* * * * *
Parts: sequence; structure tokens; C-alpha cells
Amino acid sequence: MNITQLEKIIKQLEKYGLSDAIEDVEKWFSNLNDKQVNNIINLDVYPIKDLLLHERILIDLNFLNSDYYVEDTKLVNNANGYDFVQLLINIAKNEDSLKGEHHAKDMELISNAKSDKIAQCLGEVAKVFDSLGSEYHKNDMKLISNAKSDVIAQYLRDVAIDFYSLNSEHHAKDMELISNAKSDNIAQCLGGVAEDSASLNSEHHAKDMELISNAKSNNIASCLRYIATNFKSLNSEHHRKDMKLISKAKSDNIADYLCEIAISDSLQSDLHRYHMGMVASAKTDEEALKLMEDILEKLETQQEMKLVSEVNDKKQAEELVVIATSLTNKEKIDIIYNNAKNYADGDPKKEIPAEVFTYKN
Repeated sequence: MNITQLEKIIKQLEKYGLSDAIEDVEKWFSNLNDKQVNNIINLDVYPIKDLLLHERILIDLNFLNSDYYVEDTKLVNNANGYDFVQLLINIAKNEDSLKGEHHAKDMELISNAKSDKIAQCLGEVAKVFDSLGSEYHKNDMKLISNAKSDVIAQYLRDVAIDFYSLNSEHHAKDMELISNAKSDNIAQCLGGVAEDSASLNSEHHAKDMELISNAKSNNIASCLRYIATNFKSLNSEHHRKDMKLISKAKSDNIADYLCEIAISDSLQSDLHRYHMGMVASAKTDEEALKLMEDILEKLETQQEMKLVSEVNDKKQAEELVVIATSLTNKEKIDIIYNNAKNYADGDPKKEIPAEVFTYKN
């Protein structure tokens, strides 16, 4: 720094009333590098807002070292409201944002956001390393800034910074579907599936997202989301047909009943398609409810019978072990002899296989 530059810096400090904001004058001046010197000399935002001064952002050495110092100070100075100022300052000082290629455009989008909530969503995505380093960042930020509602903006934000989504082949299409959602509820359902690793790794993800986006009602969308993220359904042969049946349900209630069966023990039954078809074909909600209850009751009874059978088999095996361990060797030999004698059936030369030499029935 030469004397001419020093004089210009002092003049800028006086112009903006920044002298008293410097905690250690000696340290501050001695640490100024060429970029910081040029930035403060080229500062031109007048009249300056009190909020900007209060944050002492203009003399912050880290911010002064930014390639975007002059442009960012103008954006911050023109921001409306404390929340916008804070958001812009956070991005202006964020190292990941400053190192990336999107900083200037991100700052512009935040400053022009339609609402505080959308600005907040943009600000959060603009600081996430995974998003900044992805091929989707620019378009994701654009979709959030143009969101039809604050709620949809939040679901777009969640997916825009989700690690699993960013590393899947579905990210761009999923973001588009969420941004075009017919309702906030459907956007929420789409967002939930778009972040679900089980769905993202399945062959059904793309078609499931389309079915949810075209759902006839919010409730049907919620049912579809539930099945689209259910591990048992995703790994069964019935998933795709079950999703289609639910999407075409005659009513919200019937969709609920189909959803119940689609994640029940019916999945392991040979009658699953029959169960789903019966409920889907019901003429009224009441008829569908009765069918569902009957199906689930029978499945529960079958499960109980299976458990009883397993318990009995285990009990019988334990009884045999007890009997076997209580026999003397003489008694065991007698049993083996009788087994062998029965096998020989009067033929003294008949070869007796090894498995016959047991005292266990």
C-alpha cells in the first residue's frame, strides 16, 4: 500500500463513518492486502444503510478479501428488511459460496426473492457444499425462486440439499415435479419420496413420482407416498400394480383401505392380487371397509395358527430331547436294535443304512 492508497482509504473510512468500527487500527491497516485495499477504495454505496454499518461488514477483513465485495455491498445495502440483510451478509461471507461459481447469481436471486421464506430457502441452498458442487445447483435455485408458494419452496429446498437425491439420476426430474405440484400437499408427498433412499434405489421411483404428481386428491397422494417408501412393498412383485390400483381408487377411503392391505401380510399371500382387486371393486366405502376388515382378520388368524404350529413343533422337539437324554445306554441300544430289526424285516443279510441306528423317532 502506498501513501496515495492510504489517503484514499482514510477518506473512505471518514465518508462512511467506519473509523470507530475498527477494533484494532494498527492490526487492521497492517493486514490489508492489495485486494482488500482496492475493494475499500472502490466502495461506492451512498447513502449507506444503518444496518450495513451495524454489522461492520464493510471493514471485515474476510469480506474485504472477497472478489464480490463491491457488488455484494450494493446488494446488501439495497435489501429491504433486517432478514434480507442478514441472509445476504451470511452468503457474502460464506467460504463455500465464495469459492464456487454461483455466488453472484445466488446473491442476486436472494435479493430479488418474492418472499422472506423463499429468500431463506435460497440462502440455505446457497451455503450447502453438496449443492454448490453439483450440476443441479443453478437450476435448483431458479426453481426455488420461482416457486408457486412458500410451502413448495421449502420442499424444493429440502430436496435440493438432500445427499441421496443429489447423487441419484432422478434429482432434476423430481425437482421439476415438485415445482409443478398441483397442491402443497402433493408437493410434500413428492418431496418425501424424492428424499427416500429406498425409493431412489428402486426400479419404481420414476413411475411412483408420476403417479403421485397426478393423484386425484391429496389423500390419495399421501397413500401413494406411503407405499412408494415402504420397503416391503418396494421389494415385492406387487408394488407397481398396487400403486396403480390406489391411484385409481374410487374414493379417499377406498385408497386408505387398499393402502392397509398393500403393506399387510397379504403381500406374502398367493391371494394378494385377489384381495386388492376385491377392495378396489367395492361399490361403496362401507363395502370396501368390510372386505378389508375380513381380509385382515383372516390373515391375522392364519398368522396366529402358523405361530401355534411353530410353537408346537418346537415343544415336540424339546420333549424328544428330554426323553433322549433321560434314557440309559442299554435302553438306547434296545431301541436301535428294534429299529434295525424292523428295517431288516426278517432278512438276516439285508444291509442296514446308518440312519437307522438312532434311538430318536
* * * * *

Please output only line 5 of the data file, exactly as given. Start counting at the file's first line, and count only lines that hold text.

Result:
C-alpha cells in the first residue's frame, strides 16, 4: 500500500463513518492486502444503510478479501428488511459460496426473492457444499425462486440439499415435479419420496413420482407416498400394480383401505392380487371397509395358527430331547436294535443304512 492508497482509504473510512468500527487500527491497516485495499477504495454505496454499518461488514477483513465485495455491498445495502440483510451478509461471507461459481447469481436471486421464506430457502441452498458442487445447483435455485408458494419452496429446498437425491439420476426430474405440484400437499408427498433412499434405489421411483404428481386428491397422494417408501412393498412383485390400483381408487377411503392391505401380510399371500382387486371393486366405502376388515382378520388368524404350529413343533422337539437324554445306554441300544430289526424285516443279510441306528423317532 502506498501513501496515495492510504489517503484514499482514510477518506473512505471518514465518508462512511467506519473509523470507530475498527477494533484494532494498527492490526487492521497492517493486514490489508492489495485486494482488500482496492475493494475499500472502490466502495461506492451512498447513502449507506444503518444496518450495513451495524454489522461492520464493510471493514471485515474476510469480506474485504472477497472478489464480490463491491457488488455484494450494493446488494446488501439495497435489501429491504433486517432478514434480507442478514441472509445476504451470511452468503457474502460464506467460504463455500465464495469459492464456487454461483455466488453472484445466488446473491442476486436472494435479493430479488418474492418472499422472506423463499429468500431463506435460497440462502440455505446457497451455503450447502453438496449443492454448490453439483450440476443441479443453478437450476435448483431458479426453481426455488420461482416457486408457486412458500410451502413448495421449502420442499424444493429440502430436496435440493438432500445427499441421496443429489447423487441419484432422478434429482432434476423430481425437482421439476415438485415445482409443478398441483397442491402443497402433493408437493410434500413428492418431496418425501424424492428424499427416500429406498425409493431412489428402486426400479419404481420414476413411475411412483408420476403417479403421485397426478393423484386425484391429496389423500390419495399421501397413500401413494406411503407405499412408494415402504420397503416391503418396494421389494415385492406387487408394488407397481398396487400403486396403480390406489391411484385409481374410487374414493379417499377406498385408497386408505387398499393402502392397509398393500403393506399387510397379504403381500406374502398367493391371494394378494385377489384381495386388492376385491377392495378396489367395492361399490361403496362401507363395502370396501368390510372386505378389508375380513381380509385382515383372516390373515391375522392364519398368522396366529402358523405361530401355534411353530410353537408346537418346537415343544415336540424339546420333549424328544428330554426323553433322549433321560434314557440309559442299554435302553438306547434296545431301541436301535428294534429299529434295525424292523428295517431288516426278517432278512438276516439285508444291509442296514446308518440312519437307522438312532434311538430318536